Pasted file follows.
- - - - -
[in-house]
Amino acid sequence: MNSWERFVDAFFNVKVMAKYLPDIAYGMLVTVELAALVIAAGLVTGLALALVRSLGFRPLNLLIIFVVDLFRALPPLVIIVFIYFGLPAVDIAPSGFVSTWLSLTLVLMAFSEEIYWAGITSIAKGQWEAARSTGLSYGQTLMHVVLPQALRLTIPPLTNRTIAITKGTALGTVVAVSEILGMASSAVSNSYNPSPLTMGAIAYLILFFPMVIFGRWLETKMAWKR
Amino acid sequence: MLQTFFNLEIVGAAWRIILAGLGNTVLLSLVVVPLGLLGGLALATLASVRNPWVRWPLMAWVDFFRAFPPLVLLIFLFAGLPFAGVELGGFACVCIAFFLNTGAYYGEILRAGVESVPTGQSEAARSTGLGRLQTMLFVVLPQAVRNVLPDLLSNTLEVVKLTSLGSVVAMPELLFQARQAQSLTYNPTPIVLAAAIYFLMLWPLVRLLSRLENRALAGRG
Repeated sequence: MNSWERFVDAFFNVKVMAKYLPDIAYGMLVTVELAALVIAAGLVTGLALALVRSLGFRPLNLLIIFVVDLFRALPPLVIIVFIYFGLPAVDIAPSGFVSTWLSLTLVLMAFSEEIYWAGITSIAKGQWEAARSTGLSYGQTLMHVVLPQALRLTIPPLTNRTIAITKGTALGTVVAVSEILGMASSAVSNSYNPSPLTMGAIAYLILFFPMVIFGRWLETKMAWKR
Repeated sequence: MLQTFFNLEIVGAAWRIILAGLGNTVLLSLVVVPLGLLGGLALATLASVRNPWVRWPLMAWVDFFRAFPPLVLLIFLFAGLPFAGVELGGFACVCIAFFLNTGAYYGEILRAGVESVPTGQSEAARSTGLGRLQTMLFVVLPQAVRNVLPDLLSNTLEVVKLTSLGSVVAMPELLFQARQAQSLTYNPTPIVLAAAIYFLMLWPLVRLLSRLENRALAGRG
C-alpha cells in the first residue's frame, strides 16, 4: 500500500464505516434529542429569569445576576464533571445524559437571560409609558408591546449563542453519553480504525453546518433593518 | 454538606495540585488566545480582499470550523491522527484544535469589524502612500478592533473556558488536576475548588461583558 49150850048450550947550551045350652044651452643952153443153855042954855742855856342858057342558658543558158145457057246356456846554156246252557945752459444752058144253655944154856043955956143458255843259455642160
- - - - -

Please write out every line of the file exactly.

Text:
[in-house]
Amino acid sequence: MNSWERFVDAFFNVKVMAKYLPDIAYGMLVTVELAALVIAAGLVTGLALALVRSLGFRPLNLLIIFVVDLFRALPPLVIIVFIYFGLPAVDIAPSGFVSTWLSLTLVLMAFSEEIYWAGITSIAKGQWEAARSTGLSYGQTLMHVVLPQALRLTIPPLTNRTIAITKGTALGTVVAVSEILGMASSAVSNSYNPSPLTMGAIAYLILFFPMVIFGRWLETKMAWKR
Amino acid sequence: MLQTFFNLEIVGAAWRIILAGLGNTVLLSLVVVPLGLLGGLALATLASVRNPWVRWPLMAWVDFFRAFPPLVLLIFLFAGLPFAGVELGGFACVCIAFFLNTGAYYGEILRAGVESVPTGQSEAARSTGLGRLQTMLFVVLPQAVRNVLPDLLSNTLEVVKLTSLGSVVAMPELLFQARQAQSLTYNPTPIVLAAAIYFLMLWPLVRLLSRLENRALAGRG
Repeated sequence: MNSWERFVDAFFNVKVMAKYLPDIAYGMLVTVELAALVIAAGLVTGLALALVRSLGFRPLNLLIIFVVDLFRALPPLVIIVFIYFGLPAVDIAPSGFVSTWLSLTLVLMAFSEEIYWAGITSIAKGQWEAARSTGLSYGQTLMHVVLPQALRLTIPPLTNRTIAITKGTALGTVVAVSEILGMASSAVSNSYNPSPLTMGAIAYLILFFPMVIFGRWLETKMAWKR
Repeated sequence: MLQTFFNLEIVGAAWRIILAGLGNTVLLSLVVVPLGLLGGLALATLASVRNPWVRWPLMAWVDFFRAFPPLVLLIFLFAGLPFAGVELGGFACVCIAFFLNTGAYYGEILRAGVESVPTGQSEAARSTGLGRLQTMLFVVLPQAVRNVLPDLLSNTLEVVKLTSLGSVVAMPELLFQARQAQSLTYNPTPIVLAAAIYFLMLWPLVRLLSRLENRALAGRG
C-alpha cells in the first residue's frame, strides 16, 4: 500500500464505516434529542429569569445576576464533571445524559437571560409609558408591546449563542453519553480504525453546518433593518 | 454538606495540585488566545480582499470550523491522527484544535469589524502612500478592533473556558488536576475548588461583558 49150850048450550947550551045350652044651452643952153443153855042954855742855856342858057342558658543558158145457057246356456846554156246252557945752459444752058144253655944154856043955956143458255843259455642160